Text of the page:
In lieu of a proper O/A setup, I have been considering a carbon arc torch for a while now. As I may likely have the need for one in the not-too distant future, I recently went on E-bay to see if I could find any.
While I was not able to find any currently at E-bay, I did find an "instructables" page which a fellow put together for his homemade carbon arc torch.
You can find the page easily enough through Google "instructables carbon arc torch", but there are a thousand word's worth of descriptions here:
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I'm guessing it should work for heating up metal, as long as I can cover more than a little area with it.
Jon
Reply to
Jon Danniken
Holy crap! I have that exact tool - got it for free in a box of garage sale leftovers. Maybe I should put it on ebay? Or in a safe deposit box?
Reply to
rangerssuck
We like gloats, even contact gloats. ;)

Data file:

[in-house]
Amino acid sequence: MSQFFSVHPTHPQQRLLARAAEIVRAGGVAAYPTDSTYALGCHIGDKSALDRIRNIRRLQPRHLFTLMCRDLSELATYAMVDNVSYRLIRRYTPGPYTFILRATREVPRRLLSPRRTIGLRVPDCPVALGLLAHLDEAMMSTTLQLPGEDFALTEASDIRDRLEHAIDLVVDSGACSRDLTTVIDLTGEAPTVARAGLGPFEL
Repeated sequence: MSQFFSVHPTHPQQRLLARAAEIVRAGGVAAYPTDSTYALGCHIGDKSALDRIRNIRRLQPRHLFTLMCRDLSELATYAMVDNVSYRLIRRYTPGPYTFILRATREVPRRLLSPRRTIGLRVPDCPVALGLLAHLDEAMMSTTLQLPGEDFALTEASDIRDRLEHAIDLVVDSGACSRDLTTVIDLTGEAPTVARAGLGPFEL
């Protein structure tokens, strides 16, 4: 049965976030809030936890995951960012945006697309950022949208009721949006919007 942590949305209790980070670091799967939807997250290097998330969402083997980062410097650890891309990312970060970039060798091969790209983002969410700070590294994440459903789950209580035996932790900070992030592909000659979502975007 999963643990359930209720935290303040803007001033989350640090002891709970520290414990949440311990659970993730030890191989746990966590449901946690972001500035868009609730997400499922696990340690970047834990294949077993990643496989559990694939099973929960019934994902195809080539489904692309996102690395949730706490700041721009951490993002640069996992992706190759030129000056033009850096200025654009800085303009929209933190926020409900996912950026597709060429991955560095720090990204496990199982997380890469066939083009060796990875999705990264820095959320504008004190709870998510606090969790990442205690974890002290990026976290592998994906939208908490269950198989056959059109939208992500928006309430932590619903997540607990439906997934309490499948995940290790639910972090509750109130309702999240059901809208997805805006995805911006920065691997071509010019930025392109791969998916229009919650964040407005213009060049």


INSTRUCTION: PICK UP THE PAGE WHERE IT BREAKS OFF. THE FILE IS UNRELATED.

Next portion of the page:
I'm not much of a welder but I would not like doing that. I tried stick welding a car fender back together enough that the head light box was pointing down a road after I hit a tree and put my cousin though the windscreen. I miss judged the gap between the two trees.
Mig is nice. I could weld your patch. Might be a series of spots welds with grinding but I'd get it done. I often stick 14 ga sheet metal together to make guards. I gotta learn how to use the tig welder we have at the plant.
Explain the parallelogram construction. Does that give some monstrous leverage?
A nice work man like repair.
Wes
Reply to
Wes
If the stem puller moves on the long axis 1/5 as far as the outer pivots on the black arms, and those outer pivots move forward 1/8 of the distance the handle moves, it seems obvious there should be at least a 40:1 mechanical advantage. The T110 listed at apparently has MA of 100:1 (15 kg operator force, 1500kg pulling force), so more analysis than the obvious stuff above would be needed to get an accurate figure in general.
Reply to
James Waldby
great buy
I stay away from all riveting tools because I am not sure what rivets I need for them.
i
Reply to
Ignoramus11285
No TIG welder. Just an oil-cooled AC stick welder, which I like because it works and doesn't need maintenance. And unless I'm mistaken, a TIG set would cost more than I can afford at the moment.
Chris
Reply to
Christopher Tidy